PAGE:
Calgary Flames fire helmet is this season’s coolest postgame honor

Karri Ramo wore it after his first win of the 2013-14 NHL season, a 27-save effort propelling the Calgary Flames over the Los Angeles Kings. It sat awkwardly atop his head, looking like a colander with his stringy hair descending like cooked spaghetti.

But he wore it proudly. Because he earned it. And because it means something to both his team and the real heroes in its community.

This season, the Flames are handing out a fire helmet, given to them by the Calgary Fire Department, to the “hardest-working player” at the end of each game.

The department gifted it to the team and had it painted red and yellow, airbrushing a sillouetted image of firefighters on one side and hockey players on the other -- shadows of each other.

The fire department’s initials are on the front; the Flames’ logo is on the back.

“The philosophy in coaching between the fire department and sports teams is not that far apart,” said Calgary fire chief Bruce Burrell. “We think it’s all about team camaraderie and professionalism.”

Burrell met the Flames earlier this season during a team-building exercise with the fire department.

“The first connection with 'Flames' is fire. Police, firefighters … to me, they’re the ultimate people,” said coach Bob Hartley. “They put their lives on the line every day. They’re teaching us about teamwork, and lessons of life.”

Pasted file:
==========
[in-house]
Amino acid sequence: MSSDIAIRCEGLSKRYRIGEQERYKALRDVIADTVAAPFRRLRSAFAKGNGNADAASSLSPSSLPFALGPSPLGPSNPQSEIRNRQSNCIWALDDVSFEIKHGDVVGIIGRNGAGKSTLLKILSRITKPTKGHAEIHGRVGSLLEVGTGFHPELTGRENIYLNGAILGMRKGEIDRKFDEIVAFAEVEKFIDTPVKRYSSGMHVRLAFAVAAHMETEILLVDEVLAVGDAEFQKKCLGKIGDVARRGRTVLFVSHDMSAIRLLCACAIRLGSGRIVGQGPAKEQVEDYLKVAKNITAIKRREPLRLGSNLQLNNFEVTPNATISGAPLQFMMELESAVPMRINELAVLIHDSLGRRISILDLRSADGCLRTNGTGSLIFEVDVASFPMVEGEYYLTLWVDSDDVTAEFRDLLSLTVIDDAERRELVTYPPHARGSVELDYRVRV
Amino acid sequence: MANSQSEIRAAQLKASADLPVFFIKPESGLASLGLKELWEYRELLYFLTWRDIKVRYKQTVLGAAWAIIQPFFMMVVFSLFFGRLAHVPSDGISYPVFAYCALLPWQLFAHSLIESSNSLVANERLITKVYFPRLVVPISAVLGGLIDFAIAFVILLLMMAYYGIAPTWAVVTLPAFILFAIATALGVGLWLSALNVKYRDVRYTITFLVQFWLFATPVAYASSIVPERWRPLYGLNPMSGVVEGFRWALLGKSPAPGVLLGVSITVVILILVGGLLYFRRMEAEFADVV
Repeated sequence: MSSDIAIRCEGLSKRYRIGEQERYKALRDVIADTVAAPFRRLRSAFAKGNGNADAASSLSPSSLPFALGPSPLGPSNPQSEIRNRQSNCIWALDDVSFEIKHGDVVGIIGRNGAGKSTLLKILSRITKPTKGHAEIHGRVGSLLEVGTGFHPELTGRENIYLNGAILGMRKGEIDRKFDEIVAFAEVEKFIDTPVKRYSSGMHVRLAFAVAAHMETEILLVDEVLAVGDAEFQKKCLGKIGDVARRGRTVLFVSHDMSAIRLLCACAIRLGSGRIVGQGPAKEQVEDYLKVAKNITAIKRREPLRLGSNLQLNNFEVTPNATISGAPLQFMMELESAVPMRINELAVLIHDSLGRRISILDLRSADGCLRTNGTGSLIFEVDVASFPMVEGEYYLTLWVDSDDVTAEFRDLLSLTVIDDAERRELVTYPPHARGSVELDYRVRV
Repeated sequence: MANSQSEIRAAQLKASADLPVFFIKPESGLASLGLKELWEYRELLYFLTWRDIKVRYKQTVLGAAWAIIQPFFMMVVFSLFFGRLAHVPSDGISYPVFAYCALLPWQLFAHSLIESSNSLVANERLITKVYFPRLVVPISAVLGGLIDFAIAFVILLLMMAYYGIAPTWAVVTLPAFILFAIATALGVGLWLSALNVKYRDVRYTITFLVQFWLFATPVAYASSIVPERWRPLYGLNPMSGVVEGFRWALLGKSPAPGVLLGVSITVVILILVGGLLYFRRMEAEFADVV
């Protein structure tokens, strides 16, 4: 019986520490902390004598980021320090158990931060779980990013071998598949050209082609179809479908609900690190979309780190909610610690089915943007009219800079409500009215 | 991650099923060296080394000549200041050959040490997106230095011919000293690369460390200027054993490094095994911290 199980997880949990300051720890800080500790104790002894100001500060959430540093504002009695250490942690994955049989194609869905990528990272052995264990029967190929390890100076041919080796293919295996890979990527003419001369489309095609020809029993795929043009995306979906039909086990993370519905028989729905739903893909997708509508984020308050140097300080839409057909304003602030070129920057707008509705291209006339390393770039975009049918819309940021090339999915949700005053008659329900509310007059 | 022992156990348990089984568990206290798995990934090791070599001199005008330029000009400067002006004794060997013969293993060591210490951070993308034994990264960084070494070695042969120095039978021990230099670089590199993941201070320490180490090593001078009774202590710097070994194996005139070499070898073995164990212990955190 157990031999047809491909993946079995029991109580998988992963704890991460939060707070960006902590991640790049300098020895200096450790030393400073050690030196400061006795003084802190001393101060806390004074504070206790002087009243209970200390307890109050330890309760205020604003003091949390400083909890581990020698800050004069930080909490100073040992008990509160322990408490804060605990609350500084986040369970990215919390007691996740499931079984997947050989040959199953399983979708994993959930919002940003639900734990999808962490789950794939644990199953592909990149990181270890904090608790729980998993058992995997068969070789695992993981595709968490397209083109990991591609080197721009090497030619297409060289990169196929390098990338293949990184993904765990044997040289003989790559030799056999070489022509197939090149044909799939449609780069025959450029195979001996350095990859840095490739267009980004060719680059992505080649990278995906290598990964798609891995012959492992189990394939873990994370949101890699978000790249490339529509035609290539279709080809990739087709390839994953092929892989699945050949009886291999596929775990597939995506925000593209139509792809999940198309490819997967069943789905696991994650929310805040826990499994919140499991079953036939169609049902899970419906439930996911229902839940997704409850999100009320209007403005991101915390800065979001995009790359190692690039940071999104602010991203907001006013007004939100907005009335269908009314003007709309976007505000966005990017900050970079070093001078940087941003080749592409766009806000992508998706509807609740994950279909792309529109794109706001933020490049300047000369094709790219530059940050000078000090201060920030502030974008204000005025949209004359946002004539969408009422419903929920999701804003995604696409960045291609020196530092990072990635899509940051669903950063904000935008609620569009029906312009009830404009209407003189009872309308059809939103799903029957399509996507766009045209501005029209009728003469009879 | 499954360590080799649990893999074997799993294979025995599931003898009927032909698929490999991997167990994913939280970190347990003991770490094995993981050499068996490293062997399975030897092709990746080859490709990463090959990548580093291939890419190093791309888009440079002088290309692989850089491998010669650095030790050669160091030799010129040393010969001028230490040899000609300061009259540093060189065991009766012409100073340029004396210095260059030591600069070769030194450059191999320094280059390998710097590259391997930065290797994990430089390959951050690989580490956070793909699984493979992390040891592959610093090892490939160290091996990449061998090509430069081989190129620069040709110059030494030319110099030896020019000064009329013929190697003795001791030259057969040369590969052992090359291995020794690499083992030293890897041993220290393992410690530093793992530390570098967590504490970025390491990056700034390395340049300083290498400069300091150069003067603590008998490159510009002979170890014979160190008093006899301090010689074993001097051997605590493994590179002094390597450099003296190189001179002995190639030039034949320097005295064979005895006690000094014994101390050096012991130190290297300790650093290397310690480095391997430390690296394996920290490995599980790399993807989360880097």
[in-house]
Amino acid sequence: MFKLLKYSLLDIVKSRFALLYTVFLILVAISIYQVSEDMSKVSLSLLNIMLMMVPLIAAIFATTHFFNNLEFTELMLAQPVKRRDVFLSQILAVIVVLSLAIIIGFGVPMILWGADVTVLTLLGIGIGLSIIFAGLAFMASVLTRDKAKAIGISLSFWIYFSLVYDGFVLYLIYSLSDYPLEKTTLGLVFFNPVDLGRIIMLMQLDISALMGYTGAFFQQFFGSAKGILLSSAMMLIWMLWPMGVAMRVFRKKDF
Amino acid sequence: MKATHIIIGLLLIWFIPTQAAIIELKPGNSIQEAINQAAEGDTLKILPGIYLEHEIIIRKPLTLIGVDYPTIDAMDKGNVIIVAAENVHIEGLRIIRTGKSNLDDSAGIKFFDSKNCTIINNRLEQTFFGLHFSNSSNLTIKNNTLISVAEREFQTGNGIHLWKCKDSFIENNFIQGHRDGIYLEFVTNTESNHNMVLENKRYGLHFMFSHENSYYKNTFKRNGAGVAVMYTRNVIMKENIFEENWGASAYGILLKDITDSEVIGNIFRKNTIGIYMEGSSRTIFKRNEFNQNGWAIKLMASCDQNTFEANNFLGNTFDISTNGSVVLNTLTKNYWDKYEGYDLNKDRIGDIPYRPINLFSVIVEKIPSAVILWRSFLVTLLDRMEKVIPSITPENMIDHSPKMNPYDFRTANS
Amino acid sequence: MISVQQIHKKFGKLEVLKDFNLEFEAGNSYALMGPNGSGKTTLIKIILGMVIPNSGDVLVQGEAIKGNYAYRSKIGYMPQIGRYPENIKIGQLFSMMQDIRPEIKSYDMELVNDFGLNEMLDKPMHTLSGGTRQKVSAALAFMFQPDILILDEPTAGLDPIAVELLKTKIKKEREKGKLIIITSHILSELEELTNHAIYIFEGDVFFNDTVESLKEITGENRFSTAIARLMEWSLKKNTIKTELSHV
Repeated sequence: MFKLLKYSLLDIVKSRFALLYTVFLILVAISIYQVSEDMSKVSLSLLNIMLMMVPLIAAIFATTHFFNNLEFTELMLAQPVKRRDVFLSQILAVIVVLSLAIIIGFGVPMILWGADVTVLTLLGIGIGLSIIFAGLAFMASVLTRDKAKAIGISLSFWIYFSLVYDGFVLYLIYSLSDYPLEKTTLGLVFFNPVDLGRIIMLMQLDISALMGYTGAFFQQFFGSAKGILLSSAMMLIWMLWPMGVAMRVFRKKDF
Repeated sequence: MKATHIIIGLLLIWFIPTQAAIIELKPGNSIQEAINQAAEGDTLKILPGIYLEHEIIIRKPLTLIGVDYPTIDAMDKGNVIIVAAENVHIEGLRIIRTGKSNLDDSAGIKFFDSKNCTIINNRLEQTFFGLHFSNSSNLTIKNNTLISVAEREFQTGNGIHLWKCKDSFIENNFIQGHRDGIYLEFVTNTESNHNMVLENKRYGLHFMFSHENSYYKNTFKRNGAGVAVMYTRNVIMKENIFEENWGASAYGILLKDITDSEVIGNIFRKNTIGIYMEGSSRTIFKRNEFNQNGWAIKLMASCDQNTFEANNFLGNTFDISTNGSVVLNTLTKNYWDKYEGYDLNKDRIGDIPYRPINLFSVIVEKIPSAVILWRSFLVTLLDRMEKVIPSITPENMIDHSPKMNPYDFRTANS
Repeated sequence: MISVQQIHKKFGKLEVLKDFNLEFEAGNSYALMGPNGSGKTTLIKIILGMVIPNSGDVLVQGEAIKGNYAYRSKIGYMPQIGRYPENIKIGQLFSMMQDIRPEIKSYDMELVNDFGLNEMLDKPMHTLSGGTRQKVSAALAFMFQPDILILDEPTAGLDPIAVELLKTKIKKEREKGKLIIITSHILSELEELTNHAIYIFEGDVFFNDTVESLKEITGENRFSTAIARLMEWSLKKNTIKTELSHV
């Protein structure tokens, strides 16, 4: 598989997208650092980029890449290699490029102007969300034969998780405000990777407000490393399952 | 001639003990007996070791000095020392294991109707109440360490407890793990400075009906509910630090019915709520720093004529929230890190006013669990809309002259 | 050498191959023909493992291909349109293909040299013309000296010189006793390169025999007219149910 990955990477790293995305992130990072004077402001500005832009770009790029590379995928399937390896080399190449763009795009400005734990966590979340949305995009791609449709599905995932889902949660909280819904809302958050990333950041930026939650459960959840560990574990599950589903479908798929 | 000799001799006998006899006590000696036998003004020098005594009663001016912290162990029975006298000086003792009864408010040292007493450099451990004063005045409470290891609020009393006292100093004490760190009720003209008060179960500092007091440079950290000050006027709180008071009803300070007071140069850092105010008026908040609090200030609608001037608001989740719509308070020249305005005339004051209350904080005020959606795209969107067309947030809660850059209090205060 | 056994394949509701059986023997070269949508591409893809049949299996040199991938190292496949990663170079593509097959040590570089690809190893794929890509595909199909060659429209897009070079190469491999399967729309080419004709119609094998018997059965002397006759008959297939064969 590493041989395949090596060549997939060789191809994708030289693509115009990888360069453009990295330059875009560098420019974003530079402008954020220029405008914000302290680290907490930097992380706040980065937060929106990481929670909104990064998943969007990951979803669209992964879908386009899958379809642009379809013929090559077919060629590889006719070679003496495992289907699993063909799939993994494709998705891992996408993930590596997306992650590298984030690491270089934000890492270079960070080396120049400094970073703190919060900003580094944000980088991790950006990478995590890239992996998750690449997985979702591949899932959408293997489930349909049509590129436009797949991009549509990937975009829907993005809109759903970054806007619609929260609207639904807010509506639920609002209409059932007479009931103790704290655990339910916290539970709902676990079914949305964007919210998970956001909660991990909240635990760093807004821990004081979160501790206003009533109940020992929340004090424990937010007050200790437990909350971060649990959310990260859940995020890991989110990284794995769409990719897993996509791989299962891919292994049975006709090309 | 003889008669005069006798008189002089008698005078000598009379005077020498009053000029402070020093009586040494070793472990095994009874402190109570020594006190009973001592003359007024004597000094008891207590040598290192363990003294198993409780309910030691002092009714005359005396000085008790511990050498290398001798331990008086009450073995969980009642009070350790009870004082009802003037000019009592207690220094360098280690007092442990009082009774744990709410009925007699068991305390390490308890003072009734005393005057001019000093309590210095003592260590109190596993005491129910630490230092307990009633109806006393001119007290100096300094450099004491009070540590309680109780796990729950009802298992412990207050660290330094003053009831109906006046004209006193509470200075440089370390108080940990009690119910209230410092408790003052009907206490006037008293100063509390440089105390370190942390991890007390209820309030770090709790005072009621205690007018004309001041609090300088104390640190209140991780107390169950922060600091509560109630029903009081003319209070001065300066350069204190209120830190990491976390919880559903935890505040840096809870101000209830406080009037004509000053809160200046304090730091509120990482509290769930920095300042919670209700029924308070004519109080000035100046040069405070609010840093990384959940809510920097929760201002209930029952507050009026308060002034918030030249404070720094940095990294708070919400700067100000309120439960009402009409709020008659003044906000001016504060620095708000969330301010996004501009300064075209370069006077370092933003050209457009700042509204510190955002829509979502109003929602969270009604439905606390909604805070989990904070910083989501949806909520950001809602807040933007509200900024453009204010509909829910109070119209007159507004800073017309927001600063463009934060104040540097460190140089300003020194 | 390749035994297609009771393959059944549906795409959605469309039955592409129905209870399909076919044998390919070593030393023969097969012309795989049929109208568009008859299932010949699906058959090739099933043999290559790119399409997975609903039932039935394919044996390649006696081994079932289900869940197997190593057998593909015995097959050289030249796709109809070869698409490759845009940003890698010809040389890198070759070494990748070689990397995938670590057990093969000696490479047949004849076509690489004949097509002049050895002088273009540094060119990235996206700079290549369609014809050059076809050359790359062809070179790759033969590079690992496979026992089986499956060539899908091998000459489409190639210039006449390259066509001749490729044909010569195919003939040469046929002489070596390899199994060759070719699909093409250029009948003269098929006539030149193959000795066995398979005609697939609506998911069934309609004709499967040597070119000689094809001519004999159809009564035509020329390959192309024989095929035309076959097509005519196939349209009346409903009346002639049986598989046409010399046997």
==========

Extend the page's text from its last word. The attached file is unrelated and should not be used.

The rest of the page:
Burrell said he was impressed with the Flames’ firefighting prowess; but, alas, he couldn’t add any of those rookies to the firehouse.

“I can’t afford them” he joked, “my salary cap’s lower.”

Instead, he offered to donate a helmet -- un-used, so it could be airbrushed -- to the team.

The Flames have had a legacy of postgame headgear handed to players, like the green hardhat the team wore during its run to the Stanley Cup Final in 2004. It’s all about honoring hard work and blue-collar heroism, or at least the appearance of either.

As symbols go, a firefighter’s helmet is the epitome of selfless sacrifice and putting it all on the line for the person next to you.

While the stakes are dramatically different, Burrell said he sees similarities between the Flames and those who fight them in Calgary.

“We think our values are consistent with their values,” he said. “We’re proud to be able to support them in some small way.”